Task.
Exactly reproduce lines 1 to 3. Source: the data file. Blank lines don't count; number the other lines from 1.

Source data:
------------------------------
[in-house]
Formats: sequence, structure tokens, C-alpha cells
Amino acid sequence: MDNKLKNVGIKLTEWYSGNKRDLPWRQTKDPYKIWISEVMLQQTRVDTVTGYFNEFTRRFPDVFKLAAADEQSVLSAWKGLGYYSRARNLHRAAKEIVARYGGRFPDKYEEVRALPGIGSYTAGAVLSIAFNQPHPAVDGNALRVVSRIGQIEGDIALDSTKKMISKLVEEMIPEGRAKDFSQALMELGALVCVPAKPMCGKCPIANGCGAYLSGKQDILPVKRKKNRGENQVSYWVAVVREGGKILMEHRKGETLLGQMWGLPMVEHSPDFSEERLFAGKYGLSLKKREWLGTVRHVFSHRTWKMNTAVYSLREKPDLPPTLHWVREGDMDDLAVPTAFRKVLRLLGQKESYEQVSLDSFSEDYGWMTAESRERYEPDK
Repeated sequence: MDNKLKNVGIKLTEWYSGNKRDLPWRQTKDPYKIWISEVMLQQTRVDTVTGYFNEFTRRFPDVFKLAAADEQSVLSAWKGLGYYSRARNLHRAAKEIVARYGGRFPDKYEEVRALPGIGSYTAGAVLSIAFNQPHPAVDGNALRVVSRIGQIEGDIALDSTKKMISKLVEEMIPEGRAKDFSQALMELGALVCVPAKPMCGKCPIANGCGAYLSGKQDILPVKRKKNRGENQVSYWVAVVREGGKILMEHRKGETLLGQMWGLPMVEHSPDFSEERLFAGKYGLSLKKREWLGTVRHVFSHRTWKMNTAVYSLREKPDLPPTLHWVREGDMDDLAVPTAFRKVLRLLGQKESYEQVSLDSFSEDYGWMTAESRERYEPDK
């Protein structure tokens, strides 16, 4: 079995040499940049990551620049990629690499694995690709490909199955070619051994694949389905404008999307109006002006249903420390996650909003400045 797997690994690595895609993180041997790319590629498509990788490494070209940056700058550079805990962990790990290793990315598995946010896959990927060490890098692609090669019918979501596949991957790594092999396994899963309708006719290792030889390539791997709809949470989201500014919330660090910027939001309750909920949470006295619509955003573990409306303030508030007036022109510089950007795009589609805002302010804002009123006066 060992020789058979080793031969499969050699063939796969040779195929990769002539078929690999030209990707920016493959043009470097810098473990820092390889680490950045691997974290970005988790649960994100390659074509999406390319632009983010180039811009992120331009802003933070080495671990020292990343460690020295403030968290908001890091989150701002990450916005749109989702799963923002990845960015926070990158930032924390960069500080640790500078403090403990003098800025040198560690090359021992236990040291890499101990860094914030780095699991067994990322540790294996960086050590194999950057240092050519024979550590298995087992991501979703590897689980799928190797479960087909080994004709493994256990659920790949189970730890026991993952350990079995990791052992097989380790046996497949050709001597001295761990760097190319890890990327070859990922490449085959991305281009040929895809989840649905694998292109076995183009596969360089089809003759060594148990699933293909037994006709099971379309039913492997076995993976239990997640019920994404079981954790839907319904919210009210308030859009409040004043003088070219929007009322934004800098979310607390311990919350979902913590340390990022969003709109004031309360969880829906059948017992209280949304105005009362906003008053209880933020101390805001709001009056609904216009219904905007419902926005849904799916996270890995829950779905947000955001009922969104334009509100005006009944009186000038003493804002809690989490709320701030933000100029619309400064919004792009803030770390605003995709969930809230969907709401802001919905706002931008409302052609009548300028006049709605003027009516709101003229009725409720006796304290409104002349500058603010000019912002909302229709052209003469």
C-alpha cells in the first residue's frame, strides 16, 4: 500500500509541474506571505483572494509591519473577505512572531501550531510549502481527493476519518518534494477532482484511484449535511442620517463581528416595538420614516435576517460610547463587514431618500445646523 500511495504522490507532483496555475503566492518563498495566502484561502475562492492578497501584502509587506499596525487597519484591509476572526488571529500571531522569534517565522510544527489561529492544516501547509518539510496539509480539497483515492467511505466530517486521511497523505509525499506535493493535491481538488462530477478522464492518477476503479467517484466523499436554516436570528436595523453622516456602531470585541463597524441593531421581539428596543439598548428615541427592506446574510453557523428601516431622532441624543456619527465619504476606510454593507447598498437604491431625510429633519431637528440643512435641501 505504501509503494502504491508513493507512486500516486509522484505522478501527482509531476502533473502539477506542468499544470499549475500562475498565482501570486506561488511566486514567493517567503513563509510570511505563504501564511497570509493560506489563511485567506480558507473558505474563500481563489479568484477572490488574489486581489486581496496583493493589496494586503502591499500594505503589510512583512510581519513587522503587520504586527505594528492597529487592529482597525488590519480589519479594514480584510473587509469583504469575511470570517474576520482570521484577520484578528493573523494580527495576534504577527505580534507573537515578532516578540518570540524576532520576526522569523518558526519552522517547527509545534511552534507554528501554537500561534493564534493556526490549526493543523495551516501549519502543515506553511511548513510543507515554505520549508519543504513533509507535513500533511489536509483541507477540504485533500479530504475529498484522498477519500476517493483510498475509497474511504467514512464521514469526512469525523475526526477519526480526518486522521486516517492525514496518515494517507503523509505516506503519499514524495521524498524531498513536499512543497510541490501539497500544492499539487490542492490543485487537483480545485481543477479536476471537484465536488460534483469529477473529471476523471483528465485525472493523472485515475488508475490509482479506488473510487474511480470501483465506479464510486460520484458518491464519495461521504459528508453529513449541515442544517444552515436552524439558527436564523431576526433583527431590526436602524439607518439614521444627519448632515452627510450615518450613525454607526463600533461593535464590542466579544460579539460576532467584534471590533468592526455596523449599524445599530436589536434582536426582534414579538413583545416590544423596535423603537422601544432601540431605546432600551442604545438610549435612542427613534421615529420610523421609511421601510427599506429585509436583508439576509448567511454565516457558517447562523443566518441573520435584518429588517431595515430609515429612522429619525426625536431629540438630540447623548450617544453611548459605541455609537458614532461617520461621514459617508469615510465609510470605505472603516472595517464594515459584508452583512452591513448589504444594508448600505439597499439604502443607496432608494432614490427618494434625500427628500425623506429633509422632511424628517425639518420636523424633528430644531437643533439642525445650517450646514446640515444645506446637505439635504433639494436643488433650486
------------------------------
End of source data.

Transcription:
[in-house]
Formats: sequence, structure tokens, C-alpha cells
Amino acid sequence: MDNKLKNVGIKLTEWYSGNKRDLPWRQTKDPYKIWISEVMLQQTRVDTVTGYFNEFTRRFPDVFKLAAADEQSVLSAWKGLGYYSRARNLHRAAKEIVARYGGRFPDKYEEVRALPGIGSYTAGAVLSIAFNQPHPAVDGNALRVVSRIGQIEGDIALDSTKKMISKLVEEMIPEGRAKDFSQALMELGALVCVPAKPMCGKCPIANGCGAYLSGKQDILPVKRKKNRGENQVSYWVAVVREGGKILMEHRKGETLLGQMWGLPMVEHSPDFSEERLFAGKYGLSLKKREWLGTVRHVFSHRTWKMNTAVYSLREKPDLPPTLHWVREGDMDDLAVPTAFRKVLRLLGQKESYEQVSLDSFSEDYGWMTAESRERYEPDK